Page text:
Rep. Madison Cawthorn (R-NC) addresses the Conservative Political Action Conference in Orlando, Florida, on February 26, 2021.
Washington CNN  — 

Rep. Madison Cawthorn of North Carolina, a staunch Donald Trump supporter who has pushed election fraud lies, has filed a lawsuit to shut down efforts by liberal activists to disqualify him from running for Congress because of his role in the January 6 insurrection.

Cawthorn asked a federal court on Monday to block the North Carolina State Board of Elections from hearing a recently filed challenge to his candidacy. The challenge revolves around the little-used “disqualification clause” of the US Constitution, which was ratified after the Civil War to prevent Confederate officials and those who supported “insurrection” from returning to office.

The disqualification clause of the 14th Amendment bans from future office any American elected official who swore an oath to uphold the Constitution but then “engaged in insurrection or rebellion against the same or given aid or comfort to the enemies thereof.”

The provision has rarely been utilized, and there are plenty of open legal questions about how it applies today. Cawthorn has denied any wrongdoing regarding January 6.

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Liberal activists mounted the longshot challenge to Cawthorn’s qualifications last month, and the matter is pending before the North Carolina State Board of Elections. Critics of the former President have said the Cawthorn challenge is a test case to see if this is a viable option to hold Trump and other Republicans accountable for inciting the US Capitol attack.

The activists say Cawthorn stoked violence and aided the insurrectionists. Days before the attack, the congressman said it was “time to fight.” And at the January 6, 2021, rally at the Ellipse, he railed against the “cowards” in Congress who planned to certify Joe Biden’s victory.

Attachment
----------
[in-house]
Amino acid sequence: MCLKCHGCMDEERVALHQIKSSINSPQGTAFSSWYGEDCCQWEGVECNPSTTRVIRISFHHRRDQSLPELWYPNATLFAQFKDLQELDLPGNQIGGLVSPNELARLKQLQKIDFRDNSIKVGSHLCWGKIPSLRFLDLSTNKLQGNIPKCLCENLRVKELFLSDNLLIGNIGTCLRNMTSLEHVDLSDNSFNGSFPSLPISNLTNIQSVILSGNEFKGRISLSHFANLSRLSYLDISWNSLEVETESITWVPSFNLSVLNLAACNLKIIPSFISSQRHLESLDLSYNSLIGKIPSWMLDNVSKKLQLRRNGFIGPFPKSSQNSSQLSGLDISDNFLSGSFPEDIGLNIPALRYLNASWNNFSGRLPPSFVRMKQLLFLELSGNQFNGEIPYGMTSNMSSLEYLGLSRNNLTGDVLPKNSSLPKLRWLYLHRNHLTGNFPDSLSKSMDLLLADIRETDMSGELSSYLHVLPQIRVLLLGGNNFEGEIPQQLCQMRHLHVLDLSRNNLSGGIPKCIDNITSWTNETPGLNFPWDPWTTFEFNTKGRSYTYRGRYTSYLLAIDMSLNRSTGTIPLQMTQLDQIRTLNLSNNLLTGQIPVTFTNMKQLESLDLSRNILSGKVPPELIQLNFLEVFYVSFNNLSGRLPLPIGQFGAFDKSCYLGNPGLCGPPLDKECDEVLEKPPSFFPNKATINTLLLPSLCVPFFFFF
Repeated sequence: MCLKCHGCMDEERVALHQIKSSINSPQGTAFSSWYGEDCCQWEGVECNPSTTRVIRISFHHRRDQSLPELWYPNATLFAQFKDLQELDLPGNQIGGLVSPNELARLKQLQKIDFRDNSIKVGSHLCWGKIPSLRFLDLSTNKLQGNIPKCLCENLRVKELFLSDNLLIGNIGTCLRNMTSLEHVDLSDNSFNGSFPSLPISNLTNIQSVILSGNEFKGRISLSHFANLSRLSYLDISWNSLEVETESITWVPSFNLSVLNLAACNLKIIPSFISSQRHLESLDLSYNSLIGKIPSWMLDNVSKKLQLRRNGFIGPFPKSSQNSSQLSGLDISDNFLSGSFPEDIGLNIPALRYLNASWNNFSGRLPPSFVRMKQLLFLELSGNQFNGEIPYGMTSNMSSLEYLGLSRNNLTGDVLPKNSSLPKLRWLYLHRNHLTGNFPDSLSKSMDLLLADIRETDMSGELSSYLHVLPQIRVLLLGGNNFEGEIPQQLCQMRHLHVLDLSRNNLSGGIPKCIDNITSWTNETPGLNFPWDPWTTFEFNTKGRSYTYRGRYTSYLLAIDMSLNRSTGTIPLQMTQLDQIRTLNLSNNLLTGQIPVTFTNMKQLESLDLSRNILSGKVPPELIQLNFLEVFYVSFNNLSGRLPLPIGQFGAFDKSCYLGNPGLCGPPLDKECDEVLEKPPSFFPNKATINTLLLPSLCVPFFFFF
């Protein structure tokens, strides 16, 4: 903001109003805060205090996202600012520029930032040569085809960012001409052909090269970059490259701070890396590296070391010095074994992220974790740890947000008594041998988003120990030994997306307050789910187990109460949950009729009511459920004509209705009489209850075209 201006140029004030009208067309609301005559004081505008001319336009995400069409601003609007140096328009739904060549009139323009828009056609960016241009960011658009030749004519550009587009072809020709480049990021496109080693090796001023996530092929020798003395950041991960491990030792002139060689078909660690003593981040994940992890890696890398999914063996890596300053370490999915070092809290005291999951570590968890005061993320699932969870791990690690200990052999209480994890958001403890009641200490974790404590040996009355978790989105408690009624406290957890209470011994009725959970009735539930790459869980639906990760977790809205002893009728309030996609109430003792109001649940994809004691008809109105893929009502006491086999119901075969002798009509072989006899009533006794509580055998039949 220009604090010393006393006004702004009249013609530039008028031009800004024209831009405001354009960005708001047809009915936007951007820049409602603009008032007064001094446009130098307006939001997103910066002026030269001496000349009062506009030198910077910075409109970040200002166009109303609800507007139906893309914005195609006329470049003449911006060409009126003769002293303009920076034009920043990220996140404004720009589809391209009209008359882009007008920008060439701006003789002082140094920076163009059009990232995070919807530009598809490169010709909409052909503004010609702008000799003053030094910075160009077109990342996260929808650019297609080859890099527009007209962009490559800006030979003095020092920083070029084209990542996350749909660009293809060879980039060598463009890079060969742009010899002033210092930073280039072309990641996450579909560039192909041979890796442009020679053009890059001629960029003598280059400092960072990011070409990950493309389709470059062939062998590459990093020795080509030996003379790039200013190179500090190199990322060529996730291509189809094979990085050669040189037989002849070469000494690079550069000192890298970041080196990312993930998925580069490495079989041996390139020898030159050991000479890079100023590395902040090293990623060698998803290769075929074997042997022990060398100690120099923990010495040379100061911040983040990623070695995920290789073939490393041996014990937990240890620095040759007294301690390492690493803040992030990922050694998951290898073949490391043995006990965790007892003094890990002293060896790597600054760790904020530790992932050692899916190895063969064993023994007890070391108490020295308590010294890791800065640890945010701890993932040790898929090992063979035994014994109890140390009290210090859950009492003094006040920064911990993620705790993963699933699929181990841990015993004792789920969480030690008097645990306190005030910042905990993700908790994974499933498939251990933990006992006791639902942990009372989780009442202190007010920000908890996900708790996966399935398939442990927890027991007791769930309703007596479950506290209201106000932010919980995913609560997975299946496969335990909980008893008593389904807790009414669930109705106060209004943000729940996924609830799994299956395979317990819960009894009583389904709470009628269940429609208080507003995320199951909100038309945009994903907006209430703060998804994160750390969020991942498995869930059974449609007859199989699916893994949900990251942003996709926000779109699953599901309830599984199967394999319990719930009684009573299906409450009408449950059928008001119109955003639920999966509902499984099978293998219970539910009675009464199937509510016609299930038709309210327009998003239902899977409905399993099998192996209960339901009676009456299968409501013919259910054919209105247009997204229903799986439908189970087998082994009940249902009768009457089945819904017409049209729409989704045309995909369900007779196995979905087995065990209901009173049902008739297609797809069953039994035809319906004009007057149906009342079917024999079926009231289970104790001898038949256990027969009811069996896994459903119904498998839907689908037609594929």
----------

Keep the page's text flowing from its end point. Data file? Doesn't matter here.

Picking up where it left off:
In their challenge, lawyers for the group Free Speech For People said Cawthorn essentially aided and abetted the insurrection, and was disqualified from office because he “was involved in efforts to intimidate Congress and the Vice President into rejecting valid electoral votes and subvert the essential constitutional function of an orderly and peaceful transition of power.”

North Carolina law has a very low bar for these types of challenges. To trigger a review by the State Board of Elections, voters only need to show a “reasonable suspicion or belief” that a candidate is ineligible for office. At that point, the burden of proof shifts onto the candidate, who then needs to demonstrate that they’re qualified, based on a “more likely than not” standard.

In his federal lawsuit, Cawthorn argued that the bar is so low that it infringes on his constitutionally protected right to run for political office. He sued the members of the state elections board and asked a federal judge to prevent them from hearing the challenge to his candidacy.

“The undemocratic scheme contained in the North Carolina Challenge provisions supplants voters for state bureaucrats who will determine who can represent the People,” his lawyers said in a court filing. “This is fundamentally anti-democratic and contrary to the public interest.”